Posted on by Thera Smart

What if avoiding injury was as easy as 3, 2, 1 JUMP?

When you’re running in a race you aren’t just running. You’re dodging people around you, stopping, starting and depending on the location, travelling over a variety of terrain. It’s important your training reflects these movements to prevent injury.

There have been numerous studies and systematic reviews performed looking at primarily four assessment categories; landing, side cutting, stop-jump and muscle strength outcomes to determine your injury risk.

A lot of these studies have been performed specifically in relation to ACL and hamstring injury risks in sports such as basketball and football. However, the same principles are applicable in running as it is the fundamental component in all of these sports. Injuries associated with running can include lower back, hip, knee, lower leg, ankle and foot. That’s a lot of things to cover so I’ll keep things relatively simple today, looking at a couple of specific tests that will highlight any weak links and can be incorporated into your training.

First, you need to be coming from a good foundation. As a general rule of thumb – people who receive treatment from me will know that I’m a strong advocate that if you can perform a single leg squat from a chair with good control for 4 sets of 20 repetitions on each leg, then you are in a relatively good place to start more dynamic movements (if you are unsure what a single leg squat from a chair is, have a look at one of our earlier blogs specifically geared towards the basic strength requirements/exercises for running).

So now the basic requirements are covered, a couple of easy tests to start looking at focus on the landing and stop jump categories.

Shallow squat jump and land

Place two bits of masking tape parallel on the floor approximately shoulder width apart preferably in front of a full-length mirror. Hands on hips, inside borders of feet lined up with the tape.  Go from a shallow squat, jump and then land back in the shallow squat position. The goal is to not allow your knees to ‘collapse’ towards each other, feet landing in line with the tape and landing ‘as quiet as a mouse’. Make sure you do not rush by holding the position of the shallow squat for a count of at least 3 seconds.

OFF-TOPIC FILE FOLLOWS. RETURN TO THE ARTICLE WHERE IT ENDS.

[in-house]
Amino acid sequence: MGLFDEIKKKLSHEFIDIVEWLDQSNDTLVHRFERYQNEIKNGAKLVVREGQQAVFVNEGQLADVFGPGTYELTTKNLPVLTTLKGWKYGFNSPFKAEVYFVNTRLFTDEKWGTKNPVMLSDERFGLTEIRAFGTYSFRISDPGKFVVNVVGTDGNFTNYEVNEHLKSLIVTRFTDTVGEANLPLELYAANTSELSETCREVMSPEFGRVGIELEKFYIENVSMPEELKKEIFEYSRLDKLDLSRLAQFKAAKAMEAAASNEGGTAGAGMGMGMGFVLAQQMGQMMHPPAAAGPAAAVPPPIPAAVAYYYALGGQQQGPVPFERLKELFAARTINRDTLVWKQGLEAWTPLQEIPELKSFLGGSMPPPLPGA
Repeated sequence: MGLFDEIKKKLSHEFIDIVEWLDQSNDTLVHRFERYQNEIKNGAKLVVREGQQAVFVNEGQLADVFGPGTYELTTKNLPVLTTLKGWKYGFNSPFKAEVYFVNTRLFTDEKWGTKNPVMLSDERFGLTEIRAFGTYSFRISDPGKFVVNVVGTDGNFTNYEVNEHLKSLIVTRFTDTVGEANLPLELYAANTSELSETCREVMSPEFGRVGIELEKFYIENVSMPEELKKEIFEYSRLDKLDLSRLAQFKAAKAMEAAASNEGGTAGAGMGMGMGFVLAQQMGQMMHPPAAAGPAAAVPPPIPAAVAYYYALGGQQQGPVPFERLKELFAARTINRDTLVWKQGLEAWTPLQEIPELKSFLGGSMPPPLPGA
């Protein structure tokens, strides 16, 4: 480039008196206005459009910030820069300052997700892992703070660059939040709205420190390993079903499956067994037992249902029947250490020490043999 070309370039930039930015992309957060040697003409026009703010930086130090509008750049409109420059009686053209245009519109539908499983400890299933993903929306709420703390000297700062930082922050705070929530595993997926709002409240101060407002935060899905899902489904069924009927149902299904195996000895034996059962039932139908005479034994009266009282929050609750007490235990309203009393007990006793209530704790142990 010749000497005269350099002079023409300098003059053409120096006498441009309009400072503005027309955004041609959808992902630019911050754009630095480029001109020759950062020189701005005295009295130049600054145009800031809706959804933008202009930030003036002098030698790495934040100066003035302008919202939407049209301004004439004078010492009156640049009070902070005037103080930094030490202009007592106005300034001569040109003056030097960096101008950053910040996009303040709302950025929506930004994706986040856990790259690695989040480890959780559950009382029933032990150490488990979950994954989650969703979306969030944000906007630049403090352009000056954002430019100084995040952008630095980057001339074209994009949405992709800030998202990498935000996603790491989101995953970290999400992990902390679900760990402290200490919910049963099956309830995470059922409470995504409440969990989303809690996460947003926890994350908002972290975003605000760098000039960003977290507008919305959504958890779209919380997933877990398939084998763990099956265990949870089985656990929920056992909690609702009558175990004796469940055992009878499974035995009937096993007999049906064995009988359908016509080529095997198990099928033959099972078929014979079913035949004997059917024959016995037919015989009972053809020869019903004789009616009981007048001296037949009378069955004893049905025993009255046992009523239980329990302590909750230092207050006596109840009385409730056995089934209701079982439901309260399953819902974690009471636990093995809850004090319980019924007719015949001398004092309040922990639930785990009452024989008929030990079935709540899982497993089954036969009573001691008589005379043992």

This is a great test which is replicable over and over giving immediate feedback. If your knees are collapsing in it is a pretty clear sign that you’re weak around your hips and pelvis. 


Single leg hop test

Hands on hips, standing on one leg, aim to hop forwards as far as possible whilst still landing in control.  Be conscious of the angle of foot and knee as you land, is your foot landing heavily and turned out? Are you wobbling all over that you cannot keep your hands on your hips? Do you put your other foot down??  All these are things we are aiming to avoid.

Take measurements of three successful attempts and take the mean distance for both legs.  Are they even?  Often, you find one leg is stronger than the other and there will be a disparity between the two. If this is the case you can be susceptible for a range of hip, knee or ankle problems and will need to build strength.

Even though these are generally used as objective measures to assess your basic dynamic jumping they can also be used as a training tool.  Once you have got grips with the basics then we can start to look at some of the following exercise/jump drills as illustrated courtesy of Rehab Guru.  These are increasing in complexity and a little more challenging/entertaining.  So, enjoy yourself and remember that whilst these are ‘dynamic’ drills, take your time and ensure that you are in control at all times rather than using momentum.

By Alex Smart